Asia continues to be the most expensive place in the world to be rich, according to a new report, which saw the region’s resilience to the Covid-19 pandemic hold high prices steady.

The world’s most populous continent remained the most costly for high-and ultra-high net worth individuals (HNWIs) in Bank Julius Baer’s Global Wealth and Lifestyle Report 2021 as its swift response to the global health crisis and overall currency stability maintained the cost of luxury goods in the region.

Four of the five most expensive cities for HNWIs — individuals with $1 million or more in investible assets — are now in Asia, according to the annual report.

Shanghai, China jumped to the top of the ranking of 25 global cities to be named the most expensive place to live as a wealthy individual. Hong Kong, last year’s number one, slipped to third place, while Tokyo, Japan held steady in second position.

Monaco, a small wealthy state in Western Europe, and Taipei, Taiwan rounded out the top five.

Covid didn’t become an epidemic (in Asia) in quite the same way as the other countries in the index.

Rajesh Manwani

head of markets and wealth management solutions (Asia Pacific), Bank Julius Baer

“Covid didn’t become an epidemic (in Asia) in quite the same way as the other countries in the index,” said Rajesh Manwani, head of markets and wealth management solutions for Asia-Pacific at Bank Julius Baer.

Europe and the Middle East ranked in second place, with the majority of global cities represented in the region buoyed by the strength of the euro and Swiss franc.

The Americas, meanwhile — hard hit by the pandemic — emerged as the cheapest region to live a luxury lifestyle, as the U.S. and Canadian dollars fell against other major global currencies.

The new must-have luxury goods

The ranking is based on the price of a basket of luxury goods representing discretionary purchases by HNWIs across the 25 global cities.

This year, the list saw major changes as four of the 18 items were replaced as the pandemic shifted consumer spending habits.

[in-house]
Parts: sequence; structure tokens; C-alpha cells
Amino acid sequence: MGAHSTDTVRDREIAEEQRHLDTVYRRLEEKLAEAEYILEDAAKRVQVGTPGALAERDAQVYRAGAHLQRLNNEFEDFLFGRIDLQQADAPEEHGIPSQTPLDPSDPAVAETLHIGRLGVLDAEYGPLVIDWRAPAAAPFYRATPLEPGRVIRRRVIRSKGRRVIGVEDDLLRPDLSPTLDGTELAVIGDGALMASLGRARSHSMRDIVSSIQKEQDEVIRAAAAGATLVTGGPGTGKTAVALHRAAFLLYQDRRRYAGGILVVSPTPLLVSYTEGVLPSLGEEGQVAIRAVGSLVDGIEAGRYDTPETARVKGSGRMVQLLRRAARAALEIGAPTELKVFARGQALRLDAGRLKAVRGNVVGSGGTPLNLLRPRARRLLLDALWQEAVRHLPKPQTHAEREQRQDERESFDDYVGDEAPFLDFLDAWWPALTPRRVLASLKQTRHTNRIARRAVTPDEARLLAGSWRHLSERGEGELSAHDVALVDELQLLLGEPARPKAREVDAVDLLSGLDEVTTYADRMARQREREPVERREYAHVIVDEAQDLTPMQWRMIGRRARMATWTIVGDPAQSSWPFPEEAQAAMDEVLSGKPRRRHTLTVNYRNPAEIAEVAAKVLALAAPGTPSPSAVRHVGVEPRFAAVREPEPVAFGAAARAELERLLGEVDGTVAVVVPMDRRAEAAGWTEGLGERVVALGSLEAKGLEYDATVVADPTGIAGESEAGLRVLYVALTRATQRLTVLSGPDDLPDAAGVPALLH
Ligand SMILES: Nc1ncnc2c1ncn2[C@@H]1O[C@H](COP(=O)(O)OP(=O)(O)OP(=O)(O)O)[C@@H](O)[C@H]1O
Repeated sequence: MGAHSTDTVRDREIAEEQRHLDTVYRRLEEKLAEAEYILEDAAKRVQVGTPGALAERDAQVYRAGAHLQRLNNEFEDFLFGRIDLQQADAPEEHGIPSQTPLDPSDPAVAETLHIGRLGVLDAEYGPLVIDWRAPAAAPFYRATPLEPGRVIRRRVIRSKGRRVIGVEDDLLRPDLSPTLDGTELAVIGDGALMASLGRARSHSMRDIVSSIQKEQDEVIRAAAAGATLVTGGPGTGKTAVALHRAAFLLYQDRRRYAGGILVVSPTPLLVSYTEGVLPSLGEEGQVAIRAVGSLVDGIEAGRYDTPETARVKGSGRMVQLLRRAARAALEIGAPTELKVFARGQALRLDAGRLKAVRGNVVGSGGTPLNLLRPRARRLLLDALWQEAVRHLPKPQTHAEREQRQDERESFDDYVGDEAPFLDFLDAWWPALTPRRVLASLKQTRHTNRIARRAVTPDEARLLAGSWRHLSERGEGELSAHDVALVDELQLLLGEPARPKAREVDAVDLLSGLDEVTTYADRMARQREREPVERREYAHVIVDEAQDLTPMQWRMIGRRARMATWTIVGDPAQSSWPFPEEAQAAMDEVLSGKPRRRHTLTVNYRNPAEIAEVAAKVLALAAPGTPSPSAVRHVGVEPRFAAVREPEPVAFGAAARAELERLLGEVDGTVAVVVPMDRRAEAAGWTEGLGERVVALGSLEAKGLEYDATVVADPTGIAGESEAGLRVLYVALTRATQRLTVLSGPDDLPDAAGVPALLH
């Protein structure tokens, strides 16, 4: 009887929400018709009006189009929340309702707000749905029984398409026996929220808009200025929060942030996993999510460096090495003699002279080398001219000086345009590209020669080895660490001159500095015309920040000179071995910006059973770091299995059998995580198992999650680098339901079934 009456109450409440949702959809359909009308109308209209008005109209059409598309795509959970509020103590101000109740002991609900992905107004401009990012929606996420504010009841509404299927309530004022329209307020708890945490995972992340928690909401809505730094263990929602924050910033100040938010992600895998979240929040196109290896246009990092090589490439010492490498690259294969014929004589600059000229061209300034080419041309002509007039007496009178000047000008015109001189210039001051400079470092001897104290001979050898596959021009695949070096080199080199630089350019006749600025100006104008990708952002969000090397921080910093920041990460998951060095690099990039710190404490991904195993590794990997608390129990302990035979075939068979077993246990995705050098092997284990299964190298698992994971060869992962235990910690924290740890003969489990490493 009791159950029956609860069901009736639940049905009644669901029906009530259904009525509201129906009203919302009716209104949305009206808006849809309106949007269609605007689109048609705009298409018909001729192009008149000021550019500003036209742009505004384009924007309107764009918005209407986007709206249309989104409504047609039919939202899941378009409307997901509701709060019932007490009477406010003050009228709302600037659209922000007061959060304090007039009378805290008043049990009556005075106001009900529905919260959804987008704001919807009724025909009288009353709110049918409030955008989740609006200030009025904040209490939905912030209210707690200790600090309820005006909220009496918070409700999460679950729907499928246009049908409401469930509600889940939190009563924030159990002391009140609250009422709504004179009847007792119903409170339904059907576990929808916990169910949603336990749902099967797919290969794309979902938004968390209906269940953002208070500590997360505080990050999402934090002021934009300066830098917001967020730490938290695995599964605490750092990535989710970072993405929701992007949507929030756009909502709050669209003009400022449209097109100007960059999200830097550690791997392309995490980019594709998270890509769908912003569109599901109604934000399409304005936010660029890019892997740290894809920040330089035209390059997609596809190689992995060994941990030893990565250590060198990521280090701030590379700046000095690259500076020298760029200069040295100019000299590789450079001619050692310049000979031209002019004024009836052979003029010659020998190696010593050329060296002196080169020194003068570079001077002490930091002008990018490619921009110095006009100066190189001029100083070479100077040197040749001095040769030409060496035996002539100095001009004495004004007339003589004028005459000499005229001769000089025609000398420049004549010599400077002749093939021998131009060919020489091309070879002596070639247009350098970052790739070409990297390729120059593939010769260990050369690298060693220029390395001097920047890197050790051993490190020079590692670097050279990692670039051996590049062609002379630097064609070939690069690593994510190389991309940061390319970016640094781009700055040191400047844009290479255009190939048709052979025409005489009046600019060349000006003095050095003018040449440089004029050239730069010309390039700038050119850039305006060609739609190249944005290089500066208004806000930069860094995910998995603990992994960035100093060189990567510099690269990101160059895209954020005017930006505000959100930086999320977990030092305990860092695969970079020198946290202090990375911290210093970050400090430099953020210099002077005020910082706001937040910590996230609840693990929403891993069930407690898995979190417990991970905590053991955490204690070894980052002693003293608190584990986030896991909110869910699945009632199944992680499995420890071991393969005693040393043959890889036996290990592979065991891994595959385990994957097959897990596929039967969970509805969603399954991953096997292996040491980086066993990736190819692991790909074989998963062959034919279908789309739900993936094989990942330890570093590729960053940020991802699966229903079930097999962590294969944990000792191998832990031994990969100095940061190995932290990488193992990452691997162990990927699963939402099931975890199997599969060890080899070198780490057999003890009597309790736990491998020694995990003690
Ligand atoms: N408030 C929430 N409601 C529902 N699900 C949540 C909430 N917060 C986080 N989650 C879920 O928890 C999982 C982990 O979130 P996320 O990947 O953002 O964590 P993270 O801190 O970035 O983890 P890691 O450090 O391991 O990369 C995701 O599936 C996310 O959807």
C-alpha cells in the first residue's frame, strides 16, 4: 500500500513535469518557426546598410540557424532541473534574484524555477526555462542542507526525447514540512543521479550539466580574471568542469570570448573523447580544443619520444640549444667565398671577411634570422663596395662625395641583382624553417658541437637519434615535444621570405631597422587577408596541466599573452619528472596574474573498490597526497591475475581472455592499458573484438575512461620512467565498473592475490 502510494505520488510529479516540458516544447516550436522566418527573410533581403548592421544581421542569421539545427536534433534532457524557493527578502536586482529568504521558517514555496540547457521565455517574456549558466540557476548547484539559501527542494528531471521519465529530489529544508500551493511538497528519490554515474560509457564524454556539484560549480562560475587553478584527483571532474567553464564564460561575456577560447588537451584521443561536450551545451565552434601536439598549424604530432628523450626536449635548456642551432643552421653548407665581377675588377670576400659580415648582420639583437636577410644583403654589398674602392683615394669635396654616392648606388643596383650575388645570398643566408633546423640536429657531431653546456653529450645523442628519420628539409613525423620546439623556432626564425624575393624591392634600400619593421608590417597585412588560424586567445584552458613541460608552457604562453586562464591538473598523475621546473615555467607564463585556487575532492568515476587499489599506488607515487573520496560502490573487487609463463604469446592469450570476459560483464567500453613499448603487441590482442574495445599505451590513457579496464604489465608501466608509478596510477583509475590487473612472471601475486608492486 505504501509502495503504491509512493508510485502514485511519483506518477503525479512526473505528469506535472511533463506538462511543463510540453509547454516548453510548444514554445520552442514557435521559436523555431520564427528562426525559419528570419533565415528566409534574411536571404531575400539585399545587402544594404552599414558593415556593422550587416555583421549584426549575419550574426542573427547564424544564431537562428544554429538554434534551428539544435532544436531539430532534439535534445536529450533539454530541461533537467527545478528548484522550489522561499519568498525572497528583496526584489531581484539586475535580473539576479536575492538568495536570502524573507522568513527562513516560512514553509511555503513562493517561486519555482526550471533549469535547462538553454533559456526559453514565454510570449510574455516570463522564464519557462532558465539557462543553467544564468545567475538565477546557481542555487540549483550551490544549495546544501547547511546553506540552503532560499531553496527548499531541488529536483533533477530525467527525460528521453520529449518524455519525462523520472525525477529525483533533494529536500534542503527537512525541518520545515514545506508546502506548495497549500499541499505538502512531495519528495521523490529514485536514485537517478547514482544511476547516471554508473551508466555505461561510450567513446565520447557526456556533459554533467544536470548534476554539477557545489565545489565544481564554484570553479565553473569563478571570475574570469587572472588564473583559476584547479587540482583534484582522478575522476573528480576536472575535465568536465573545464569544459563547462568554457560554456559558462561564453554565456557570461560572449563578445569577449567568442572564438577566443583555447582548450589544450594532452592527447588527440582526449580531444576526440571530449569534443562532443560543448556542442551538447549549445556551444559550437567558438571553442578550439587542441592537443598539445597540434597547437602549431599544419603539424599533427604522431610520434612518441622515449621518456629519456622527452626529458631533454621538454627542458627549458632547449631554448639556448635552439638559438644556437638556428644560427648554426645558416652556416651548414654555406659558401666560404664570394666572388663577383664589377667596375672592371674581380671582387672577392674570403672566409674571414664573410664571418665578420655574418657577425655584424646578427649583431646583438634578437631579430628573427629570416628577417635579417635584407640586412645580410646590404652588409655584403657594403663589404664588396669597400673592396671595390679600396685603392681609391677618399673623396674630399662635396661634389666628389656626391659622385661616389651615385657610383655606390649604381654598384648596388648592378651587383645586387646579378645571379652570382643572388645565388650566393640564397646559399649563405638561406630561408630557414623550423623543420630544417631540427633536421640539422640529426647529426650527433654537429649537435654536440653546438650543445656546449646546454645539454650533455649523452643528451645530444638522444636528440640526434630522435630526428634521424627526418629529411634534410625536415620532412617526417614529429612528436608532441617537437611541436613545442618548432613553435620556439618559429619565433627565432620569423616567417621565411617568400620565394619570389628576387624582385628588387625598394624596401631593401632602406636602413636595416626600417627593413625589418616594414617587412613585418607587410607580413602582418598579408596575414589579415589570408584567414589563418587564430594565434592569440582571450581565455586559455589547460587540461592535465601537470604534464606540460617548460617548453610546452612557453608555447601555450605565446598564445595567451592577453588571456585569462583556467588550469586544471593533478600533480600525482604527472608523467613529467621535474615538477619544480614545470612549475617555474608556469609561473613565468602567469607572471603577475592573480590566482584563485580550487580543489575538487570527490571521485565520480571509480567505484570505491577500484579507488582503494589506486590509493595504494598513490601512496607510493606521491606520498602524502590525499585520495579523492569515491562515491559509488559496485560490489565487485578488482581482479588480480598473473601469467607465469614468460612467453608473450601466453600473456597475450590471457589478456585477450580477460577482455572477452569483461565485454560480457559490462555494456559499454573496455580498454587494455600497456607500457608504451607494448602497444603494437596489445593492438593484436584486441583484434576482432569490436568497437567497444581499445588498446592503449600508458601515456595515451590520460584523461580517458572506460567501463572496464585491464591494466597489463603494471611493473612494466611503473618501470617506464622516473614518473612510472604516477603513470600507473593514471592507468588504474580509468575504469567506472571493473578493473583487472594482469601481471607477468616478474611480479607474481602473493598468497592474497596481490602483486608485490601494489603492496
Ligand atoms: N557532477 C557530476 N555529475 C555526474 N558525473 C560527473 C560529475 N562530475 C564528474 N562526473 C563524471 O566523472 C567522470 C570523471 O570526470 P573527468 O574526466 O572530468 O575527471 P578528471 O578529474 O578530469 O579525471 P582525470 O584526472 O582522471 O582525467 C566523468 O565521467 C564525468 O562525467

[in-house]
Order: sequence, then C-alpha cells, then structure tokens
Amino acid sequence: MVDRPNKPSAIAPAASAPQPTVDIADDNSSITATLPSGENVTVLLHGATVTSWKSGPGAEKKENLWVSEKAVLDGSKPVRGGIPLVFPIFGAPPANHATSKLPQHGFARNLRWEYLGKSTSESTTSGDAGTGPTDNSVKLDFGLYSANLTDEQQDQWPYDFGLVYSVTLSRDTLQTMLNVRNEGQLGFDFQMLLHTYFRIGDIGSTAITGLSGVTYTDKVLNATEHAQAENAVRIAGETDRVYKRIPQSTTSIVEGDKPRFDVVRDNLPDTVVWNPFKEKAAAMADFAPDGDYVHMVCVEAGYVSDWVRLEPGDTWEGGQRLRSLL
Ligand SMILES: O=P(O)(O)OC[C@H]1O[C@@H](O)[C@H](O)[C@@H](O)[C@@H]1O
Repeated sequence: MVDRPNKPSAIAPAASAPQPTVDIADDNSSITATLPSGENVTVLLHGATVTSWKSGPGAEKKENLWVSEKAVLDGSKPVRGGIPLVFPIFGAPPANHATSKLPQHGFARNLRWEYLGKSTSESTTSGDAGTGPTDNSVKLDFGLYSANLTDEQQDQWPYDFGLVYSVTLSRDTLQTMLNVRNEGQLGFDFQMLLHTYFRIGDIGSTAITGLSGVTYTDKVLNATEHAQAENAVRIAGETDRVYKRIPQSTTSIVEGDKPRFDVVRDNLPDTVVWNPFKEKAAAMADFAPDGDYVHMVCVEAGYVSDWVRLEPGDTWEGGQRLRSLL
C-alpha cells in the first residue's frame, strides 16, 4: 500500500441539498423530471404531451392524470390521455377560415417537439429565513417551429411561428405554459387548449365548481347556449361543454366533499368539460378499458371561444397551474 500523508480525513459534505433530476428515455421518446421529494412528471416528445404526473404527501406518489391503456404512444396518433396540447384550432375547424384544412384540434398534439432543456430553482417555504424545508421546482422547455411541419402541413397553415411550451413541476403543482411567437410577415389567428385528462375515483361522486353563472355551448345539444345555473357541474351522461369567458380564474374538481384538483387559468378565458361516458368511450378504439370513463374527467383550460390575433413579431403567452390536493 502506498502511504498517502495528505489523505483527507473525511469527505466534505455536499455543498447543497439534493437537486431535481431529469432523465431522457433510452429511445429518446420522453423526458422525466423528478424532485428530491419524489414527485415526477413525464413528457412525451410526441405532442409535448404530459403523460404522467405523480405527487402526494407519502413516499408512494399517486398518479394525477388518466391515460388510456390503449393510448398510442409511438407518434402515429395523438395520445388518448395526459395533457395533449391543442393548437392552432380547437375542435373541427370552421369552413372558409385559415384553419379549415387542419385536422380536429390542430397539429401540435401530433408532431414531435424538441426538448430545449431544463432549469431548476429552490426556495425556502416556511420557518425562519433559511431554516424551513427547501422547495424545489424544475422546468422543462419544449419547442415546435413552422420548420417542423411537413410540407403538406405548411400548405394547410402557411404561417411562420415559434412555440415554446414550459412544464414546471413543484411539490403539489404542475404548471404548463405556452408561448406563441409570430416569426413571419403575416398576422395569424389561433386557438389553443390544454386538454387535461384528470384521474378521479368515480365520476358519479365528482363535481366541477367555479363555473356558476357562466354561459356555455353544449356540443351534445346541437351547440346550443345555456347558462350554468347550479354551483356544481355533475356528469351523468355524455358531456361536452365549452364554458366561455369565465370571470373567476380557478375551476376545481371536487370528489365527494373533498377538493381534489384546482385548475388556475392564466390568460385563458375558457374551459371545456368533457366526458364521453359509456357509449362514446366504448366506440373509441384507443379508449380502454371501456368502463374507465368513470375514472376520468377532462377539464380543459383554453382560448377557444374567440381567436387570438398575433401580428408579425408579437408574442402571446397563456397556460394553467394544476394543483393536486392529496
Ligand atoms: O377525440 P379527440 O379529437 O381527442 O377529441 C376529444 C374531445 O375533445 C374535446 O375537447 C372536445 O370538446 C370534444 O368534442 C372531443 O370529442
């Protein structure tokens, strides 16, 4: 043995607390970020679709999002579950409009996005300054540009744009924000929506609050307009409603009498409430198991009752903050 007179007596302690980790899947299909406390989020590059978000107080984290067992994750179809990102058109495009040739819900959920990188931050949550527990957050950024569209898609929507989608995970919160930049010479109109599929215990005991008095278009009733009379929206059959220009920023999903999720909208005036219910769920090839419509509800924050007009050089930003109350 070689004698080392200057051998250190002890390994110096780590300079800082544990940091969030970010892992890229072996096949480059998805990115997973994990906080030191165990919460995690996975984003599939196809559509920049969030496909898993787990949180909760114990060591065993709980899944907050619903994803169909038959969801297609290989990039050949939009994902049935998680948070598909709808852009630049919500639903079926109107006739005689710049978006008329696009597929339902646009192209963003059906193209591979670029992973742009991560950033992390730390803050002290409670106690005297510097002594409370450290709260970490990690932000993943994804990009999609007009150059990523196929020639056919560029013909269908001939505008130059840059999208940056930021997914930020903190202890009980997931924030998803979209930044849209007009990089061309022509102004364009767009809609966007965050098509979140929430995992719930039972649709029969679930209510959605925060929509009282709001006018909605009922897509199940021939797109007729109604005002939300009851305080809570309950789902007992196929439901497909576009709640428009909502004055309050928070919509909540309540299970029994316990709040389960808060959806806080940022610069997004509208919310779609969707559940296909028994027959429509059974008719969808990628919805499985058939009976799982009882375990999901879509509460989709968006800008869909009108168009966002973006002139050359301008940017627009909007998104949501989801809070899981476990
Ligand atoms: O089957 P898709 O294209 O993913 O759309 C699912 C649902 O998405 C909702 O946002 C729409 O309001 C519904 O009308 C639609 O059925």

Personal trainers, wedding banquets, Botox, and pianos were booted out and replaced by bicycles, treadmills, health insurance and a technology package, including laptop and phone.

“During a year beset by global lockdowns, personal technology and treadmills have surged in popularity, while the price of ladies’ shoes has plummeted,” the report noted.

“Going forward, we think all these items will continue to have a place in the list,” Manwani added, predicting that the pandemic-induced shifts would become permanent.

Overall, the luxury goods that saw the greatest price falls in U.S. dollar terms were ladies’ shoes (-11.7%), hotel suites (-9.3%), and wine (-5.3%). Business class flights (11.4%), whisky (9.9%), and watches (6.6%) saw the biggest increase.

Asia wealth trends to watch

Asia is expected to maintain its stronghold as the world’s most expensive region for the wealthy over the coming years, as its economic growth continues apace, the report noted.

India — currently home to one of the region’s more affordable global cities, Mumbai — will be one of the countries leading that charge, said Mark Matthews, head of research Asia-Pacific, Bank Julius Baer.

India is going to get more expensive. Now it’s a bargain.

Mark Matthews

head of research (Asia Pacific), Bank Julius Baer

“India’s growth rate is going to increase,” he said. “India is going to get more expensive. Now it’s a bargain.”

China, meanwhile, will remain the world’s preeminent luxury goods market as the Chinese affluent consumer takes hold, he said. By 2025, China is expected to account for 47%-49% of the luxury goods market, versus America’s 16%-18% and Europe’s 12%-14%.

Two other trends could change the way in which wealthy individuals spend their money in the coming years, however, the report added: conscious consumption and a preference for experiences over goods.

“We believe the conscious consumption lifestyle has gone truly mainstream,” said Manwani. As such, people may cut down on long-haul flights and begin buying electric vehicles, changing their diets and rejecting fast fashion.

“Zillennials are keen on this trend,” he said, referring specifically to Generation Z consumers.

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